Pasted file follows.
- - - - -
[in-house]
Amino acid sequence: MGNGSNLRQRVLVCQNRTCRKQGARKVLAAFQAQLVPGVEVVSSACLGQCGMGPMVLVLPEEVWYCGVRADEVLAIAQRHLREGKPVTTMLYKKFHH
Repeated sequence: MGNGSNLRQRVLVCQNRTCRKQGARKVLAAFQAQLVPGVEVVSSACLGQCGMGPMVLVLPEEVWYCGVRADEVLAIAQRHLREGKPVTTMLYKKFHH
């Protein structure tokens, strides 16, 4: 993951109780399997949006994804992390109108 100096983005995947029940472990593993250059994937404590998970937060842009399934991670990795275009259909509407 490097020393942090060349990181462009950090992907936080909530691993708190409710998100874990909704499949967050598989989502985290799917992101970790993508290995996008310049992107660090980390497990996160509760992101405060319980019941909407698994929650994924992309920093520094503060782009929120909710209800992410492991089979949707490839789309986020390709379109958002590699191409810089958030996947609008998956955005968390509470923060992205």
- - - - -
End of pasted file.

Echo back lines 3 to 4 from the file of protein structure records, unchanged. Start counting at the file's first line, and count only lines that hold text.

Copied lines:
Repeated sequence: MGNGSNLRQRVLVCQNRTCRKQGARKVLAAFQAQLVPGVEVVSSACLGQCGMGPMVLVLPEEVWYCGVRADEVLAIAQRHLREGKPVTTMLYKKFHH
């Protein structure tokens, strides 16, 4: 993951109780399997949006994804992390109108 100096983005995947029940472990593993250059994937404590998970937060842009399934991670990795275009259909509407 490097020393942090060349990181462009950090992907936080909530691993708190409710998100874990909704499949967050598989989502985290799917992101970790993508290995996008310049992107660090980390497990996160509760992101405060319980019941909407698994929650994924992309920093520094503060782009929120909710209800992410492991089979949707490839789309986020390709379109958002590699191409810089958030996947609008998956955005968390509470923060992205």